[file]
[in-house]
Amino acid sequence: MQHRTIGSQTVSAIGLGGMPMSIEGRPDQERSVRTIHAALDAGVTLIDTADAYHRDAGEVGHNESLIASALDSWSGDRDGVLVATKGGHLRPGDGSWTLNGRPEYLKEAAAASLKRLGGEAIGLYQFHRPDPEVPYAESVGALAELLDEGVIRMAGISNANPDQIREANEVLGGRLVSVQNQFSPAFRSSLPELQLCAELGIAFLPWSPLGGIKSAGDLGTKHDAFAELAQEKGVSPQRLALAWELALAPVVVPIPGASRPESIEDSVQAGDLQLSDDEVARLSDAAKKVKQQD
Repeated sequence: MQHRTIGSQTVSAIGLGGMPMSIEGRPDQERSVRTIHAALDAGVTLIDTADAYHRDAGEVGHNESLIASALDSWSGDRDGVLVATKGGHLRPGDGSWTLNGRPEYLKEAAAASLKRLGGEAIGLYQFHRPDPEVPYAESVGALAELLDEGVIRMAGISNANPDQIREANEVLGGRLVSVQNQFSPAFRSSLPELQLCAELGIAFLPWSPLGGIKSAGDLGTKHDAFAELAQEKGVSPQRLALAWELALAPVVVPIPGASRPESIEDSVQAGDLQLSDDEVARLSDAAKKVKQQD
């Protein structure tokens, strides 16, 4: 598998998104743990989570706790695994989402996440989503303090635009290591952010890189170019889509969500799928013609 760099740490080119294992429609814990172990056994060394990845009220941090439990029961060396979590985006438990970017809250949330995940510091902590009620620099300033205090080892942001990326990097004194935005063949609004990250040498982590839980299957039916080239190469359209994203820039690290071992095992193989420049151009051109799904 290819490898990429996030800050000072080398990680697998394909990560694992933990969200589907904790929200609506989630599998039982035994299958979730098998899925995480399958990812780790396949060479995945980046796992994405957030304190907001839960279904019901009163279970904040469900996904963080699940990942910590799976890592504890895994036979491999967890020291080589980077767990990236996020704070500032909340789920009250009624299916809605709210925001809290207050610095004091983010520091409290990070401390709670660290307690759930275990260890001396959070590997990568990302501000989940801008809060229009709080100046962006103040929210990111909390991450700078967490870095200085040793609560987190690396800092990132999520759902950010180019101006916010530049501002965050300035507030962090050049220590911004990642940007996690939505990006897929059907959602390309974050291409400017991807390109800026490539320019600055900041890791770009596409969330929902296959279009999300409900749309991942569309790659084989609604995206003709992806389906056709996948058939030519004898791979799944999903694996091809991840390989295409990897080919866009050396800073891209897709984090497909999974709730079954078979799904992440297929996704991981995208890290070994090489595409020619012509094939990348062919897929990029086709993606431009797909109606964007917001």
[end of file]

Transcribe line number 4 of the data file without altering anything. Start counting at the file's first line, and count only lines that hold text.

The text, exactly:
């Protein structure tokens, strides 16, 4: 598998998104743990989570706790695994989402996440989503303090635009290591952010890189170019889509969500799928013609 760099740490080119294992429609814990172990056994060394990845009220941090439990029961060396979590985006438990970017809250949330995940510091902590009620620099300033205090080892942001990326990097004194935005063949609004990250040498982590839980299957039916080239190469359209994203820039690290071992095992193989420049151009051109799904 290819490898990429996030800050000072080398990680697998394909990560694992933990969200589907904790929200609506989630599998039982035994299958979730098998899925995480399958990812780790396949060479995945980046796992994405957030304190907001839960279904019901009163279970904040469900996904963080699940990942910590799976890592504890895994036979491999967890020291080589980077767990990236996020704070500032909340789920009250009624299916809605709210925001809290207050610095004091983010520091409290990070401390709670660290307690759930275990260890001396959070590997990568990302501000989940801008809060229009709080100046962006103040929210990111909390991450700078967490870095200085040793609560987190690396800092990132999520759902950010180019101006916010530049501002965050300035507030962090050049220590911004990642940007996690939505990006897929059907959602390309974050291409400017991807390109800026490539320019600055900041890791770009596409969330929902296959279009999300409900749309991942569309790659084989609604995206003709992806389906056709996948058939030519004898791979799944999903694996091809991840390989295409990897080919866009050396800073891209897709984090497909999974709730079954078979799904992440297929996704991981995208890290070994090489595409020619012509094939990348062919897929990029086709993606431009797909109606964007917001």